Lynne Stewart, the New York City civil rights attorney convicted 20 months ago on charges of aiding terrorism, was sentenced on October 16 to a prison term of 28 months. The Justice Department had demanded a sentence of 30 years for the 67-year-old defendant, who was diagnosed with breast cancer last year.
The clear aim of the prosecution of Stewart was to intimidate all civil rights and civil liberties attorneys, at a time of relentless attacks on democratic rights, including the right of habeas corpus. The government has made little effort to hide its contempt for the pro bono attorneys who are representing hundreds of prisoners held without charges at Guantanamo Bay, for example.
The Justice Department took advantage of what Stewart herself has recently acknowledged was “naivete” on her part in order to victimize her and send a message to any other legal defenders of democratic rights. She was charged with aiding terrorism because in 2000 she violated administrative rules in order to help her client, the blind Egyptian cleric Sheik Omar Abdel Rahman, to communicate with his supporters in Egypt via a press statement that Stewart openly passed on to the media. Rahman is serving a life term after a 1995 conviction on charges of conspiracy to blow up several New York City landmarks.
The defendant, who had never been a supporter of terrorism but who had also made no secret of her left-wing sympathies, was portrayed as a dangerous enemy, in an orchestrated campaign that was reminiscent, although on a smaller scale, of the prosecution of Julius and Ethel Rosenberg in the early 1950s on charges of conspiracy to commit espionage for the Soviet Union.
John Ashcroft, attorney general in the first Bush Administration, held a press conference to announce the indictment of Stewart in 2002. His successor, Alberto Gonzalez, held a press conference to hail the conviction in February 2005, after a trial that lasted seven months. During the trial, the government repeatedly invoked the events of September 11 in a crude attempt to pin the terrorist label on the defendants.
In this context, the sentence handed down by Federal District Judge John G. Koeltl, along with his accompanying comments, can only be seen as a partial rebuke to the prosecution. In explaining why he was rejecting the call for a long term, Koeltl pointed out that there was “no evidence that any victim was in fact harmed” by Stewart’s actions. He went on to laud her 30 years as a lawyer to “the poor, the disadvantaged and the unpopular.” “It is no exaggeration to say that Ms. Stewart performed a public service not only to her clients but to the nation,” he added.
Nonetheless, Koeltl granted that the case contained “an irreducible core of very severe criminal conduct.” Stewart is permanently barred from practicing law, a penalty that she has said is the “worst punishment.” He also sentenced one of Stewart’s co-defendants, Ahmed Sattar, a New York City postal worker who had faced more serious charges of communicating with terrorists, to 24 years in prison. Another defendant, Mohammed Yousry, was given a 20-month term. The prosecution had demanded a life sentence for Sattar and 20 years for Yousry, whose only crime was to act as a translator.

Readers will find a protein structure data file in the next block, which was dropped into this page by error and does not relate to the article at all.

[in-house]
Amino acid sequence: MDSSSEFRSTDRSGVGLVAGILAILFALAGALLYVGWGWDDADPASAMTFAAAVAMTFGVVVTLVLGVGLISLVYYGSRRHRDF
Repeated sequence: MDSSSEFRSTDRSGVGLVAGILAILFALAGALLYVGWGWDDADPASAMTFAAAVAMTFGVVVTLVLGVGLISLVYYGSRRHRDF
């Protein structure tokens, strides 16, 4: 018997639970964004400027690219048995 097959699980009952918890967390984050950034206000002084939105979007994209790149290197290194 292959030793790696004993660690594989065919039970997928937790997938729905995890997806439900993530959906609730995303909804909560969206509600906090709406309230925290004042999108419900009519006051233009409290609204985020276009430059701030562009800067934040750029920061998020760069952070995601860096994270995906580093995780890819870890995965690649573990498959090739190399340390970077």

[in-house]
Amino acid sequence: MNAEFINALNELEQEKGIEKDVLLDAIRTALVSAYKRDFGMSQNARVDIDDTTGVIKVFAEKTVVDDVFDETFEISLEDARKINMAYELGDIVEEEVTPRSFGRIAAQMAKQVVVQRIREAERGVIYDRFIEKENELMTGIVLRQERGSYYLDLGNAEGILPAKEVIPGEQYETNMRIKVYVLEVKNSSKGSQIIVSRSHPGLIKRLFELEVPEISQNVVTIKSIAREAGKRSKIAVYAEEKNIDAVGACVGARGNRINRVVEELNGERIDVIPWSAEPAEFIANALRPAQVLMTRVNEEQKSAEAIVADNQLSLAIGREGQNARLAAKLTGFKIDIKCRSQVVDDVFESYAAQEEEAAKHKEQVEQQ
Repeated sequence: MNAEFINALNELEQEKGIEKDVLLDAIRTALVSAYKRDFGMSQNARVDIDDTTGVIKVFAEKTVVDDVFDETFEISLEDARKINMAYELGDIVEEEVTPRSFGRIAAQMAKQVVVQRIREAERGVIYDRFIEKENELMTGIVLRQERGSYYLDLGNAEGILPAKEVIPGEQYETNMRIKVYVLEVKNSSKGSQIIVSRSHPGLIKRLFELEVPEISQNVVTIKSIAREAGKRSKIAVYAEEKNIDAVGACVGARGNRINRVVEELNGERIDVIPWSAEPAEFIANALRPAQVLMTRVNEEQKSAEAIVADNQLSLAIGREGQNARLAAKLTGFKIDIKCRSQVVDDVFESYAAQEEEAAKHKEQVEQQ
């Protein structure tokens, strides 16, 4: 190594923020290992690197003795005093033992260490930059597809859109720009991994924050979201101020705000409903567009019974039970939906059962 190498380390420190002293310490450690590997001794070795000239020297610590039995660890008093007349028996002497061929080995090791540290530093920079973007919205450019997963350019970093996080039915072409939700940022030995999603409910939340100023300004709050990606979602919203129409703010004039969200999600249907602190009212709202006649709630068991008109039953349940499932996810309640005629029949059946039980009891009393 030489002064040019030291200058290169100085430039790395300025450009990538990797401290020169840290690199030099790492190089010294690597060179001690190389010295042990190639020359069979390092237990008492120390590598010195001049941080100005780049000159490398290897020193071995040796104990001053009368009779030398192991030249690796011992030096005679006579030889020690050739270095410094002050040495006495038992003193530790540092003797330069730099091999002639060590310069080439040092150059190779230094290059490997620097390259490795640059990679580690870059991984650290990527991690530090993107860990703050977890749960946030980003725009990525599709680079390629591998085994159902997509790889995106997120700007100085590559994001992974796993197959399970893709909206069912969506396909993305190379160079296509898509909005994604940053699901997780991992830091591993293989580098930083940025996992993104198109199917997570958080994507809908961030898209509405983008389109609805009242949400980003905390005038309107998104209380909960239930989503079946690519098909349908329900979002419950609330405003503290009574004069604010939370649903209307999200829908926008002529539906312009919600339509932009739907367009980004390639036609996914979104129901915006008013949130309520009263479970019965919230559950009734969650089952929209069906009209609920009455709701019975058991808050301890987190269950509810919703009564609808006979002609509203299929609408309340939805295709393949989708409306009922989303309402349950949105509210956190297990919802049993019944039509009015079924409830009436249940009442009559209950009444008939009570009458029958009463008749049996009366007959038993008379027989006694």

Sattar told the judge, “I am not a terrorist, your honor. I am not a violent person. I am a human being. I am an American. I am a Muslim who practices and believes strongly in his religion.”
Stewart called her sentence “a great victory against an over-reaching government.” She remains free pending appeal. The government announced its disappointment with the sentences and said it may also appeal.
The sentencing came after more than a year’s delay, primarily because of Stewart’s illness, which was diagnosed in 2005 and required months of treatment, including radiation. Her doctors say she is now cancer-free, but Stewart fears substandard medical care in prison, and her lawyer told the court, possibly anticipating a longer sentence, “If you send her to prison, she’s going to die.”
In a letter to the judge in September, Stewart wrote that “my only motive was to serve my client as his lawyer. What might have been legitimately tolerated in 2000-2001 was after September 11 interpreted differently and considered criminal. I didn’t see this. I see and understand it now.”
Stewart acknowledged mistakes and carelessness, but she maintained, in a radio interview on the day of her sentencing, that “everything I did, I did as a lawyer, that I never intended to aid my client’s cause.” She admitted that she had underestimated the extent to which the government would seize on an opportunity to punish her.
On the day of the sentencing, hundreds of supporters of Stewart rallied outside the courtroom. The day before, a large crowd had come to Riverside Church in Manhattan to express their solidarity with the defendant and her fight to defend the Bill of Rights, including the right to counsel guaranteed by the Sixth Amendment.